Did the Allies really defeat the Nazis?
|June 21, 2008||Posted by Joel Borofsky under Culture, Evolution, Philosophy|
Cross-posted at The Christian Watershed
On May 8, 1945 the German government officially surrendered to the Allied Forces, thus ending the War in Europe (the War in the Pacific would continue another three months). The Nazis was a horrible government that aside from its treatment of the Jewish people and other “unwanted,” regularly practiced infanticide. Their justification for such an action was they believed the perfect human (read: healthiest human) was the Aryan human; all other babies of unwanted races or that were not healthy at birth were killed off.
63 years later we are faced with a Nazi-like mentality once again – this time, however, the threat is occurring in the nations that defeated Nazism in the first place. The London Times has reported that parents are on the verge of having an easy, non-invasive procedure done to determine if their child has Down’s Syndrome. If so, the parents are then left with the choice to abort the pregnancy or prepare for a child with special needs.
I must ask, how is this way of thinking any different from the Nazi mentality of killing off weaker children in order to have a better society? I know that such a question will automatically get people to accuse me of downplaying the Holocaust, attempting to compare a medical procedure to the horrors of the Holocaust, and that somehow I’m an anti-Semite for bringing this issue up (even though I’m an ethnic Jew), but I believe it is a very legitimate question. How is the mentality that it’s okay to abort a child with Down’s Syndrome – because he won’t lead a productive life, is weak, and will be “inadequate” according to our definition of normal – any different from the Nazi way of thinking?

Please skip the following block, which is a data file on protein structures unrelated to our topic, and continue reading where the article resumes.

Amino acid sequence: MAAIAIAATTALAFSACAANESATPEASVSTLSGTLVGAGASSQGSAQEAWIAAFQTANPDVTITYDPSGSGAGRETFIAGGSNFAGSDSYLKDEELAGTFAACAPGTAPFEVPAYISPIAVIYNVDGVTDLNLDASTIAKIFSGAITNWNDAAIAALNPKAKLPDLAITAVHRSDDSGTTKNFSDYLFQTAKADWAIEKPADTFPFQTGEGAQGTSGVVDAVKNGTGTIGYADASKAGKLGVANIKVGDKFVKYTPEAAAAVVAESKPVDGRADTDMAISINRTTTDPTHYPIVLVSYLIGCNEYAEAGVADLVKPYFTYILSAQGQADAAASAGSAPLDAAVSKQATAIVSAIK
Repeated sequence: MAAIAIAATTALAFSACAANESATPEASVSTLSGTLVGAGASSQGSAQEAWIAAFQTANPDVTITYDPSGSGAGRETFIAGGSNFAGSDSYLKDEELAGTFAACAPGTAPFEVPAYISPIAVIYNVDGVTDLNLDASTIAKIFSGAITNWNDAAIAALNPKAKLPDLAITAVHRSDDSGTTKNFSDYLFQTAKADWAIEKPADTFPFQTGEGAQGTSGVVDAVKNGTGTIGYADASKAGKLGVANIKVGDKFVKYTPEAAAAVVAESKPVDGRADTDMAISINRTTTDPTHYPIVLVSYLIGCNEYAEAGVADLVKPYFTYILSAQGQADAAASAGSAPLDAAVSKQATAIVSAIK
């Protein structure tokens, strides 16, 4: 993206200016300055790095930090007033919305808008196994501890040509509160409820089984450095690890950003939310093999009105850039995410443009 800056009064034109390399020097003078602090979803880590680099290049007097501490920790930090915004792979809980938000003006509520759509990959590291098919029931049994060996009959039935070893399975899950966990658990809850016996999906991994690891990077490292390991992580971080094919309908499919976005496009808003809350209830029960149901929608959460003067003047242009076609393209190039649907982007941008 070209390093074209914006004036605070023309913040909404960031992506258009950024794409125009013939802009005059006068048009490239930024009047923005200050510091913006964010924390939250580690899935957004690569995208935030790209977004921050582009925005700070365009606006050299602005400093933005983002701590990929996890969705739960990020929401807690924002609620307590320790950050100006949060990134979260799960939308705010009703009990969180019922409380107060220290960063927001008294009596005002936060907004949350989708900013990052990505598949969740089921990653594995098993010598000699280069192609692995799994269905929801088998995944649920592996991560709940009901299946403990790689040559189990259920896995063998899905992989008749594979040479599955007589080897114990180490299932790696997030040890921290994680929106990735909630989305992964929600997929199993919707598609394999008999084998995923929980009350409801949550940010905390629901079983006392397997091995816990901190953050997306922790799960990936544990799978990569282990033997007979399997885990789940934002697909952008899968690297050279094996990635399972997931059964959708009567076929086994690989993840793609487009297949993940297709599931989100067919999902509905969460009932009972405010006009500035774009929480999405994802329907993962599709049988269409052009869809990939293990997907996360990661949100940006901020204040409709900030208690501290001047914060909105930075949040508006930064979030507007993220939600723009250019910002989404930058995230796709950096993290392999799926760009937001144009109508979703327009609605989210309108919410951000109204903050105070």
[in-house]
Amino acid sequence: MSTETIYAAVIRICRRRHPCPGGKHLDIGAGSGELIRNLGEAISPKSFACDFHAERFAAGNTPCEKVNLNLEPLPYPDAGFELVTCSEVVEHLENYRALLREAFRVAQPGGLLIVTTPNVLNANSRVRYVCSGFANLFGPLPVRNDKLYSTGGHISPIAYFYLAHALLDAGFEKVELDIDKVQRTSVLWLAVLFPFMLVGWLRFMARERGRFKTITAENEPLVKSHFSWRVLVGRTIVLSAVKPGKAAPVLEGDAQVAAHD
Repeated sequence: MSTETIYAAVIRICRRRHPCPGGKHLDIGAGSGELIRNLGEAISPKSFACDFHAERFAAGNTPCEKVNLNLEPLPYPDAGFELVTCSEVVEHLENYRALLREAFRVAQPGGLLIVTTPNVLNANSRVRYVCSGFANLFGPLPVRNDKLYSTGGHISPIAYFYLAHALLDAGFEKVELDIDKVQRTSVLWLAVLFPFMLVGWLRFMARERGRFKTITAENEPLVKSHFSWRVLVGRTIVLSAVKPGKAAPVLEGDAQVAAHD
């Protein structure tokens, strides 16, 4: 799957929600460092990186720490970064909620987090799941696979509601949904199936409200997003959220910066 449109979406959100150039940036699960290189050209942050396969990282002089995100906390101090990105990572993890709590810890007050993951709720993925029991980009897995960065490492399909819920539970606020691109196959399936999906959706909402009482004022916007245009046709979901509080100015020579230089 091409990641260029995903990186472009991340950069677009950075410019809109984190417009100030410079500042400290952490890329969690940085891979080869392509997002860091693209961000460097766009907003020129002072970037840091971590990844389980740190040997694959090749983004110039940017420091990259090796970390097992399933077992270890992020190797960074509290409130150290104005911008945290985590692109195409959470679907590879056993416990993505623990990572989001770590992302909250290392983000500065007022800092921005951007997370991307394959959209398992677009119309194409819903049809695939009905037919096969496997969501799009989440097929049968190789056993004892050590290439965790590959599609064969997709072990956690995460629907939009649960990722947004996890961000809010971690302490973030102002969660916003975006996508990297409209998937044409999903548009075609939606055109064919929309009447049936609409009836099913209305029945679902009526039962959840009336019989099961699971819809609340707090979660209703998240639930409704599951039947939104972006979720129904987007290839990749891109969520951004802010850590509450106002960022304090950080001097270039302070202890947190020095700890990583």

The chilling answer is simple; there is no difference. By choosing and allowing parents to abort unwanted children due to a “weakness” in the child (a physical or mental abnormality) we, as a society, are saying that such people actually do harm society and therefore really don’t deserve to live. If the parents want to keep the child, mazel tov to them, but as a society we could care less if parents want to kill handicapped children in the womb.
My question is, why stop in the womb? There is no logical justification for this (see my post, “A Philosophical Argument Against Abortion” to see how the lines are very blurry when attempting to define the beginning of human life if “conception” is not the base definition). As a society we’ve devalued life so much that if an individual life does not aid in furthering society, or contribute to the evolution of the community, then that life is looked upon with disdain. Why not begin killing life outside of the womb once it has lost its capability to produce or evolve society?
Is grandmother costing you too much and not making any money? Put her to sleep like a dog. Did your child fall three stories and now has severe brain damage, unable to feed herself? Take her to the doctor, get an injection, and be done with this weight on society. Just found out your son has severe Autism? No worries, we can just kill him.
This brings me to my bigger point; this may not be the end result of Naturalism, but it is literally impossible for someone with a Naturalistic mindset to argue adequately and logically against this ethical system. In fact, such an ethical system is far more logical within Naturalism than one that attempts to protect the weak and feeble minded.
(Continue reading post at The Christian Watershed)